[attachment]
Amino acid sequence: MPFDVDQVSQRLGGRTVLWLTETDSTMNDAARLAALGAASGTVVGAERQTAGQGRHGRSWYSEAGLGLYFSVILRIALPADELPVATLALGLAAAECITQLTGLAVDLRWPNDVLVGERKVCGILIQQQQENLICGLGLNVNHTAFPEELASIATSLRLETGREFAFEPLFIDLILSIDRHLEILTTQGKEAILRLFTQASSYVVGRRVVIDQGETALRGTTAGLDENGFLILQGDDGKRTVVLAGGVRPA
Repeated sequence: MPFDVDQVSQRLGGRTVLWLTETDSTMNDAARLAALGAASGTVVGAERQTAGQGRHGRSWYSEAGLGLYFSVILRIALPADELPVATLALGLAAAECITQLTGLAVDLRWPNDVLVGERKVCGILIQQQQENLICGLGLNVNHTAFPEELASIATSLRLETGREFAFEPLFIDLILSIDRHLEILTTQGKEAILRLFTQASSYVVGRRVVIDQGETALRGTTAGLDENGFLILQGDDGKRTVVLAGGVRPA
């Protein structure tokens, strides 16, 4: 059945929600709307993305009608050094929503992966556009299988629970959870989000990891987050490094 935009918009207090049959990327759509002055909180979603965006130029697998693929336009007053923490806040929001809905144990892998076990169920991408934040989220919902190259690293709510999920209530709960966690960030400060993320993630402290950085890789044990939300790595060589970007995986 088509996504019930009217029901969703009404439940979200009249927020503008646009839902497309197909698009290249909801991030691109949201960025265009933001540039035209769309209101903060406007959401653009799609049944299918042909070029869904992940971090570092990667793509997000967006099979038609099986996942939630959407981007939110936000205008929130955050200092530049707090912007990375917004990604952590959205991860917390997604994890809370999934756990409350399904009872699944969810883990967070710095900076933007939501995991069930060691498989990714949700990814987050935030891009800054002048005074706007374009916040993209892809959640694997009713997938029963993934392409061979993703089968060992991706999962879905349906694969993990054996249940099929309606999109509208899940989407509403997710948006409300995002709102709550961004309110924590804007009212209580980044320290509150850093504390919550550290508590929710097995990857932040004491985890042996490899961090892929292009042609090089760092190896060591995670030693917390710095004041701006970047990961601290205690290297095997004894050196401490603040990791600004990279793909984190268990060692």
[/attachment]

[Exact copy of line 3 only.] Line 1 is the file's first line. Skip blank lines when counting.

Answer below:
């Protein structure tokens, strides 16, 4: 059945929600709307993305009608050094929503992966556009299988629970959870989000990891987050490094 935009918009207090049959990327759509002055909180979603965006130029697998693929336009007053923490806040929001809905144990892998076990169920991408934040989220919902190259690293709510999920209530709960966690960030400060993320993630402290950085890789044990939300790595060589970007995986 088509996504019930009217029901969703009404439940979200009249927020503008646009839902497309197909698009290249909801991030691109949201960025265009933001540039035209769309209101903060406007959401653009799609049944299918042909070029869904992940971090570092990667793509997000967006099979038609099986996942939630959407981007939110936000205008929130955050200092530049707090912007990375917004990604952590959205991860917390997604994890809370999934756990409350399904009872699944969810883990967070710095900076933007939501995991069930060691498989990714949700990814987050935030891009800054002048005074706007374009916040993209892809959640694997009713997938029963993934392409061979993703089968060992991706999962879905349906694969993990054996249940099929309606999109509208899940989407509403997710948006409300995002709102709550961004309110924590804007009212209580980044320290509150850093504390919550550290508590929710097995990857932040004491985890042996490899961090892929292009042609090089760092190896060591995670030693917390710095004041701006970047990961601290205690290297095997004894050196401490603040990791600004990279793909984190268990060692």